As the Nova television show explained, as well as previous non-fiction books and records, no one from the expedition was ever seen again. But, what happened to everyone? This is what Dan Simmons tries to convey with his stark imagination and monstrous size novel. He gives his version of what might have happened to the 126 men of the Franklin Expedition, and it isn't a pretty one. Though I'm aware of the tremendous amount of research that Mr. Simmons had to do in order to write this novel, the book is so damn good and detailed oriented that it's like he was actually there himself. I could feel the unbelievable cold to my bones, the hunger and weariness of the men, the pungent smells and the hundreds of strange sounds below deck on both vessels, and the utter terror that was out on the ice just waiting for its chance. This novel is so well written that it should win every award that's out there, not to mention hitting the New York Times Bestseller list. I'm not kidding, either. This should at least win the World Fantasy Award and the Bram Stoker Award for 2007. During the course of reading The Terror, you will be there in the Arctic Circle experiencing the same trials and tribulations as the rest of the expedition. You'll know what it's like to be hunted, yet never knowing from what direction the attack will come or when. You'll slowly come away with a clearer understanding of what it truly means to be afraid. As an example, there's one scene where the mysterious and deadly creature gets below deck on the Erebus and hunts the members of its crew through the pitch-black darkness with screams of terror ringing out from every direction. Mr. Simmons captures the atmosphere and sense of desolation perfectly. He brings all of the characters to life. There's going to be those you care for and those you hate with a grim passion. Captain Francis Crozier, of course, is the hero of the expedition, but even he isn't prepared for the frightening challenges that face both him and his men. The Terror is certainly movie material. All through the novel, I kept seeing the British actor, Clive Owen, as Francis Crozier. If I were Dan Simmons, I'd have my agent send Mr. Owen's agent a copy of the book. Who knows what may happen. The Terror by Dan Simmons is by far the best novel of 2007 and is highly recommended to those who love vividly written stories with a strong dose of horror thrown in for good measure.
Top reviews from other countries
Told through first and third person narratives The Terror is the name of the ship charged with finding and navigating the Arctic Northwest passage in the mid nineteenth century. However, those not interested (or actively disinterested) in seafaring tales should take heart that the ship manages virtually no 'seafaring' at all thanks to fact that it is iced-bound and serves only as the setting for the nerve-fraying and horrific series of events that beset the expedition. Stranded with no hope of a thaw, starving, sick, mutinous and tormented by an unseen and deadly predator on the ice, crew members die or are picked off one-by-one until they are forced to ever more drastic and desperate measures to survive.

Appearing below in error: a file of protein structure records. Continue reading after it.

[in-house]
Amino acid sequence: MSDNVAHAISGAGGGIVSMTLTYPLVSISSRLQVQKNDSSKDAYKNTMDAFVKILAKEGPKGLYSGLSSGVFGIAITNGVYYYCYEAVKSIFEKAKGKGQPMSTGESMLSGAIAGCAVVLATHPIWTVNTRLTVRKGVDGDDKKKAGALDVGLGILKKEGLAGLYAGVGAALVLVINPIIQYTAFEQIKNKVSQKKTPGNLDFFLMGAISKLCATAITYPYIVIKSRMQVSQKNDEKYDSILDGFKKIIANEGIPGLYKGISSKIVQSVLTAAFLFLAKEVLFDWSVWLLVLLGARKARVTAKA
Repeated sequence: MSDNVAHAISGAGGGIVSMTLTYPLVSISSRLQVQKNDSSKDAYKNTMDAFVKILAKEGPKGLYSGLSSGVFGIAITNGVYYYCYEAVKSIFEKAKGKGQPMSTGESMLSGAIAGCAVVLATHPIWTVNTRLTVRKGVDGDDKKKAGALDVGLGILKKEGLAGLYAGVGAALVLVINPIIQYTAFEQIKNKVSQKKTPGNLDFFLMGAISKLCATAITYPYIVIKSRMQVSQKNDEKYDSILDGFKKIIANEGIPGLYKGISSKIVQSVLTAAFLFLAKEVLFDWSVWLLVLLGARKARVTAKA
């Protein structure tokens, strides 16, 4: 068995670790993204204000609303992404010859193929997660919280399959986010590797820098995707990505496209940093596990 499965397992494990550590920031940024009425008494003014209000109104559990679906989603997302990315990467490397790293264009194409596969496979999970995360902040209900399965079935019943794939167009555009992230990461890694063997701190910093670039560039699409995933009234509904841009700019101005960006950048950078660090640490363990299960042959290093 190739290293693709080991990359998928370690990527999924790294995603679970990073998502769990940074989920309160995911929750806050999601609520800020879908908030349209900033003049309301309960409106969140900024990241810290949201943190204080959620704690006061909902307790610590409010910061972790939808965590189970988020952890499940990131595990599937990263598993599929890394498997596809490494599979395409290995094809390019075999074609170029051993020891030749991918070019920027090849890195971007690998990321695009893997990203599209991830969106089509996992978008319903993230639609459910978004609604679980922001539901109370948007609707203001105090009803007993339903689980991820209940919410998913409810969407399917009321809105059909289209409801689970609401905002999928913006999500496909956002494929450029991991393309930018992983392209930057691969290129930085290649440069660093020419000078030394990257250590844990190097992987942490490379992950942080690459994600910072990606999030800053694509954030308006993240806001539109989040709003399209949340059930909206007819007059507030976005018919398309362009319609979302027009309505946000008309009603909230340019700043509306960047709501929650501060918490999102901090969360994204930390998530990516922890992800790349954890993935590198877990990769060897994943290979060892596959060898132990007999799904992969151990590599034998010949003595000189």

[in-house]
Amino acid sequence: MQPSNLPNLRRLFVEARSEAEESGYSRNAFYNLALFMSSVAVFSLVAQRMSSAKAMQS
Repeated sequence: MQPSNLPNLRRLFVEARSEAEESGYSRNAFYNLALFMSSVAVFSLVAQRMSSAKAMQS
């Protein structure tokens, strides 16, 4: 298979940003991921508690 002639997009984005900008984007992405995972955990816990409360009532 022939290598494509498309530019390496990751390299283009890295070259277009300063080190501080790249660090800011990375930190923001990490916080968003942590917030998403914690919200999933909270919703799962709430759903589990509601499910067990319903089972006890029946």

As well as being fast-paced and tense, The Terror also manages to fascinate with details about these early, ill-prepared and frankly foolhardy explorers and provides shameful insights into the mindset of a group of people who actively look down on the native populations of the arctic, despite their seemingly effortless ability to thrive in such a hostile environment whilst the white men around them perish. Dan Simmons' ability to convey the claustrophobic confines of the ship and the crippling, debilitating and merciless Arctic environment elevates them almost to leading character status and this ensures the reader develops the appropriate empathy needed to fully appreciate the hardship and horror that these ill-fated expeditions were subjected to.
I found The Terror hard to put down and am delighted to now be embarking on Dan Simmons' other work.
The unadorned story would be fascinating in it's own right but Dan Simmons adds another layer to the the account by incorporating a supernatural monster that is preying on the ship's crew. Although this monster is always a menacing presence on the ice, there are plenty of other dangers too which make this book a real page-turner. In addition, the crew is supplemented by the addition of a mute Inuit girl who mysteriously disappears and re-appears and who seems to have some understanding of the threat out on the ice but cannot explain. The beasts random attacks on the expedition are some of the most exciting moments in the book.
I think a core factor in making the story so plausible is that the account is wholly located in the site where the two boats HMs Terror and HMS Erebus are frozen in with earlier elements of the expedition told in flashback. Immediately, the writer plunges us in to the horror of the situation and the fact that this part of the world is so alien and disturbing, the incorporation of the monster does not feel at all incongruous. In fact, the book ultimately concludes with an explanation from the Inuit perspective of what has actually happened.
What I really liked about this book is that, having read non-fiction accounts of the expedition, Simmons has woven in elements we know to be true about this expedition into his fiction and reimagined some of the issues such as the cannibalism into the story whereby they serve to explain particular events or as a conclusion to one of the plot threads. The account of the poorly sealed tins of food is also accurate. Simmons has also cleverly allowed the story to be told through a number of different characters , each with a distinctive voice and therefore you get a different perspective on what is happening. There are sub-plots a -plenty and also some fascinating dynamics amongst the officers and their crew which change as the situation becomes ever more hopeless as the events progress.